Monday, December 10News That Matters

Merchandising for the Female Self-Purchaser [Jewelry]

I would like to start this article with a quote from “Why She Buys” by Bridget Brennan – “Female culture should be studied with the same focus that entering a foreign market requires. Mastering female culture is the key to success for companies that depend on women consumers”.

In order to be successful with the female self-purchaser, you need to understand how and why they shop and the product they want. They are females first, and shoppers second.

One of the problems with retail jewelry today is it is event and gift driven, it is centered around romance, and it is targeted to men. The consumer has been trained to think of jewelry as a special occasion purchase, and not an everyday purchase, or self-purchase.

The result is that women can hesitate to spend money on jewelry, even though she just spent $500 on shoes or a handbag. We need to encourage women to reward and accessorize themselves with fine jewelry.

Many women say fine jewelry is expensive and ornate – geared for special occasions only. I hear over and over from men that “she never wears the jewelry I buy her”, and from women “he buys me jewelry that is too fancy and ends up in the safety deposit box “. The most important thing is to carry designs that will fit her everyday lifestyle, jewelry that she can wear with jeans, grocery shopping, and to the office. We want to make sure that he is successful with his jewelry gifts and that she sees “must haves”. I would focus your assortments on colored gems and pearls, with diamond accents – casual and wearable.

It is extremely important that the jewelry is affordably priced – from $50 to $2000 is the sweet spot. Every woman has a dollar threshold when she feels the need to discuss with her husband, or prefer that he makes the purchase, so you want plenty of jewelry in accessible price points.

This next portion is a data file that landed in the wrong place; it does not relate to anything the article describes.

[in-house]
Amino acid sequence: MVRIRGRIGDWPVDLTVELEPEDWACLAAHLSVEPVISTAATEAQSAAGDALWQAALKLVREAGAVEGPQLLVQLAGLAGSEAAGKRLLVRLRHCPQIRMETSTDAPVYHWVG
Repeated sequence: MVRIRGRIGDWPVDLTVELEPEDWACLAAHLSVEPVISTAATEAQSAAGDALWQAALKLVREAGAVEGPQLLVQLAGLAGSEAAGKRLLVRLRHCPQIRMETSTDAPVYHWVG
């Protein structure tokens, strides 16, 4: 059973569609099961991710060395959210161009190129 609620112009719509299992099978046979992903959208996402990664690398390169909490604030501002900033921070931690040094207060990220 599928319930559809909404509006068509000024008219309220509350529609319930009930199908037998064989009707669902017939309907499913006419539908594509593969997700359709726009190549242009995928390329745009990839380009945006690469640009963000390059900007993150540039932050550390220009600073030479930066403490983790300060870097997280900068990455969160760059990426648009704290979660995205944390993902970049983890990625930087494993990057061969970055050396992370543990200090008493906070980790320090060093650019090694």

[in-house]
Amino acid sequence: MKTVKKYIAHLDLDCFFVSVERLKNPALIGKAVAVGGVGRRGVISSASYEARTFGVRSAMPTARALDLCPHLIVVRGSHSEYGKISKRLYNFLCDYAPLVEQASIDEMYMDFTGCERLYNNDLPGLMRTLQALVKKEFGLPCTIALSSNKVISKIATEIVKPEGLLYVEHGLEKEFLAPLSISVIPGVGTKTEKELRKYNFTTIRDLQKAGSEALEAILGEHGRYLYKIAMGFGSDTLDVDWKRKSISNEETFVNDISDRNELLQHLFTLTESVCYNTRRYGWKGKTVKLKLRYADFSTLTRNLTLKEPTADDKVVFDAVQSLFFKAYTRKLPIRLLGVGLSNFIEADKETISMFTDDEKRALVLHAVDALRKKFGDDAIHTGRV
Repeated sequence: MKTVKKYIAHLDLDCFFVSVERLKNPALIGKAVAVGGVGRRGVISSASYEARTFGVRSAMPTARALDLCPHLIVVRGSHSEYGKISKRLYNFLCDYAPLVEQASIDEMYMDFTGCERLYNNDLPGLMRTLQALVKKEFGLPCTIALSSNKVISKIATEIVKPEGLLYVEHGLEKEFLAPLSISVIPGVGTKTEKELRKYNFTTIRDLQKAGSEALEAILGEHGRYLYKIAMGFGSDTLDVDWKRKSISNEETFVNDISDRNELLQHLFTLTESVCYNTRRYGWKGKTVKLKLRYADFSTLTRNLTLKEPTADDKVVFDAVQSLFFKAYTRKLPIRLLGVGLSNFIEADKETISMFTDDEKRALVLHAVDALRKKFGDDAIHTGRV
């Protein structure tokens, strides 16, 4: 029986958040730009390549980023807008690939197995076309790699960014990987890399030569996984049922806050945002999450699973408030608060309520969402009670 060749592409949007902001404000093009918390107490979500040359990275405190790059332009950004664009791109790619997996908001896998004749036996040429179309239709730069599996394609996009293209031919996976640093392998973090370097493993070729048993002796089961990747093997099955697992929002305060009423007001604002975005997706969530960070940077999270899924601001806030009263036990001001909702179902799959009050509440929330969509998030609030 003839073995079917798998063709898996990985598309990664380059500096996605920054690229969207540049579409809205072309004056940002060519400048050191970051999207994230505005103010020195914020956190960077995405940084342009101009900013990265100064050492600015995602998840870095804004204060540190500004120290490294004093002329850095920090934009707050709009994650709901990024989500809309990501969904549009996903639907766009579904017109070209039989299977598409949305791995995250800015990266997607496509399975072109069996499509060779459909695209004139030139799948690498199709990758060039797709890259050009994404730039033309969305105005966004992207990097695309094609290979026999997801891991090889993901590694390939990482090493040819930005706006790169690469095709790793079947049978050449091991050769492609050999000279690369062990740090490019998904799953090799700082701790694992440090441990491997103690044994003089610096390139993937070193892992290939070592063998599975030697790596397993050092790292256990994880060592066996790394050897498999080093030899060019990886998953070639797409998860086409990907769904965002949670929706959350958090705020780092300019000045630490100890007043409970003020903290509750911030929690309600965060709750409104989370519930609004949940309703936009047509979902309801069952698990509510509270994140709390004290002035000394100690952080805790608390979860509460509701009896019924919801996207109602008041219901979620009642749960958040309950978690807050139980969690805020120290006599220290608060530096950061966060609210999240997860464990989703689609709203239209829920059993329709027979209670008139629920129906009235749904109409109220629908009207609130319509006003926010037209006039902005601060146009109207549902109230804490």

I would suggest merchandising Collections based on a look and feel, not by designer or product category since women shop by design primarily. Consider creating your own Collection with special displays and names. Some Collections might be named “Brazilian Beat” (chunky Amethyst, Citrine, Quartz), or “Rings that Rock”(bold, statement rings), or “Drama in Black and White” (black and white diamonds).

The style in apparel today is that things coordinate loosely, but do not match exactly. Keep that in mind when creating assortments – do not feature “sets” of earrings, pendants, bracelets – instead merchandise with similar but complementary styles. Vignettes of complementary jewelry are a great time saver because you have done the coordination work for her.

Your colored gemstone jewelry should be influenced by seasonal color palette – check out www.pantone.com. Gray in some form has been hot for several seasons now – are you carrying gray pearls, or gray moonstones so a woman can match her jewelry to her wardrobe?

Women tend to connect with jewelry designed by women for women. I also find that women designers tend to incorporate versatility into their designs more often. Examples are 36” long chain or peals which can be worn many ways, or interchangeable earring charms. Women love versatility in clothing, and there is not enough of it in jewelry.

When you are displaying your product, use trendy colors and hues in the cases that can be changed quarterly. Your inventory may not all be new, but by changing the presentation you can keep it looking fresh. Also, don’t forget your store windows – women will spend more time browsing windows than men – and it can be the deciding point of whether to enter or not.

The female self-purchaser is seeking fashion driven, unique and creative designs, with affordable pricing, inventively presented, during an enjoyable shopping experience. If you can provide these things you will capture dollars that she is currently spending on costume jewelry or on-line or on TV shopping networks. You can attract and satisfy this powerful demographic!

For more strategies on this topic or any other area, to build your business, please contact Becka Johnson Kibby at The Edge Retail Academy: Becka@EdgeRetailAcademy or 877-569-8657, Ext. 1.

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